We don’t run corporate ads. We don’t shake our readers down for money every month or every quarter like some other sites out there. We only ask you once a year, but when we ask we mean it. So, please, help as much as you can. We provide our site for free to all, but the bandwidth we pay to do so doesn’t come cheap. All contributions are tax-deductible.
Protesters at Zuccotti Park spent a very long weekend in an October snow, tarps and tents providing scant protection against some early flurries. Zuccotti sits on the south edge of Tribeca, a tony, toasty neighborhood of the 1 percent, where loft and condo prices still run in the many millions and whose inhabitants have a different perspective on things cold.
These are the coldest of times, as child poverty hit 22 percent in the U.S.—this nation now ranked near the bottom of OECD countries on youth health and welfare — a pointed indication of the appalling demise engulfing this country. In this land of the 1 percent, banks and non-financial companies are hoarding trillions of dollars in very essential capital. Cash holdings of non-financial S&P 500 are over $1 trillion—“more cash than in decades,” is how Lisa Myers of Templeton Income Fund put it last month, a figure exclusive of cash held abroad by U.S. companies, estimated at $1.5 trillion. Myers reported the cash holdings at European non-financials is now 800 billion euros, which puts the Greek rage in some perspective.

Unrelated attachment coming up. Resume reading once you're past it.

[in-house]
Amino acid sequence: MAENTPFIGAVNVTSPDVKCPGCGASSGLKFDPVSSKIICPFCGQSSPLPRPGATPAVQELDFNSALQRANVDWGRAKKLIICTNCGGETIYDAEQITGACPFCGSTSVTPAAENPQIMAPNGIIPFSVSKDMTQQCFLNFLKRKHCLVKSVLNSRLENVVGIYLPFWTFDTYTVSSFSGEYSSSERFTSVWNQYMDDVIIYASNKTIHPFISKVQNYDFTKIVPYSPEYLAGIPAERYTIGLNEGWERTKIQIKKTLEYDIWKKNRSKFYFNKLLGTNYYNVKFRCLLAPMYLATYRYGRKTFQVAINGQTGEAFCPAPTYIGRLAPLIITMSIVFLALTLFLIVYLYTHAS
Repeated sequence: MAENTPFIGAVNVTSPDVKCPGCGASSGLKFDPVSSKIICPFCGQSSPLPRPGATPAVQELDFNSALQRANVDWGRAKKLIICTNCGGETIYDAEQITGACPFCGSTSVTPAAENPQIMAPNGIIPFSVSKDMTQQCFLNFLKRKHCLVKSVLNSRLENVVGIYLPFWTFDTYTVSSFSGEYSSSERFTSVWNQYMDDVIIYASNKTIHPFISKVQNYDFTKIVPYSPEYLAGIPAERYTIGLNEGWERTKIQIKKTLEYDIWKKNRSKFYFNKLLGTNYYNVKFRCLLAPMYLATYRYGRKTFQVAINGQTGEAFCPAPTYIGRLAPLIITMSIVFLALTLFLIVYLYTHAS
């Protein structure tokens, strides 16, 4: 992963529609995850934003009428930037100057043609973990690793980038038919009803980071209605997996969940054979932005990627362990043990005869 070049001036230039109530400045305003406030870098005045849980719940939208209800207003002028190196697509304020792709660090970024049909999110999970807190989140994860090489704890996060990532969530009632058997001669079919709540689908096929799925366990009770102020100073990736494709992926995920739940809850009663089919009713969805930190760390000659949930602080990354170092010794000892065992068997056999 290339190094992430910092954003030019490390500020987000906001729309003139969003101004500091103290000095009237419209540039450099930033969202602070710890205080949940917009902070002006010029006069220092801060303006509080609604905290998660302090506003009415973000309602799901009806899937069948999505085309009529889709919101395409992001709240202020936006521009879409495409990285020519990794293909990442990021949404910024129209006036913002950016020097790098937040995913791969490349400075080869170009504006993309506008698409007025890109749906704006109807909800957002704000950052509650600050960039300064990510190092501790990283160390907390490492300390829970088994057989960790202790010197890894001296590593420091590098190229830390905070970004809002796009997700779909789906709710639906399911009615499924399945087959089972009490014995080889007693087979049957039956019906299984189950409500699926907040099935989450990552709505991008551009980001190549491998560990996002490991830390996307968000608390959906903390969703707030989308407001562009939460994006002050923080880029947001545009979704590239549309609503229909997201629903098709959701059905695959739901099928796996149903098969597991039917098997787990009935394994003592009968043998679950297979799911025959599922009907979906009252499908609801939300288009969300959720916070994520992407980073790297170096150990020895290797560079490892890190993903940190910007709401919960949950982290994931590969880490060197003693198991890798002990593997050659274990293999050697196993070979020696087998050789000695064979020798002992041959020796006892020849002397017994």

Quarterly reports in the U.S. are due out in coming weeks and, according to S&P Valuation and Risk Strategies research group, “[T]he question seems to be not whether cash holdings exceed the $1 trillion mark again, but by how much.” Cold cash.
“Cash provides an important cushion,” offered the Wall Street Journal in an article last month, “Companies Shun Investment, Hoard Cash”. In any event, to take these funds out of reserve requires “confidence,” as the 1 percent explain in their daily mantra, that droning cry for confidence, echoed in a media ever-alert to the supreme priority – indeed, moral responsibility — of colossal cash accumlation. Confidence by consumers, confidence in government. After decades of stagnant wages, phony ratings by Moody’s and others, bank scams and rip-off interest rates triggering millions of home foreclosures – putting families, children out– and now predictable, escalating child poverty– confidence? A self-fulfilling prophesy if ever there was: impoverish the masses and plead no confidence in their future; impoverish the government and plead no confidence in its role; promote confidence in cash and hoard it.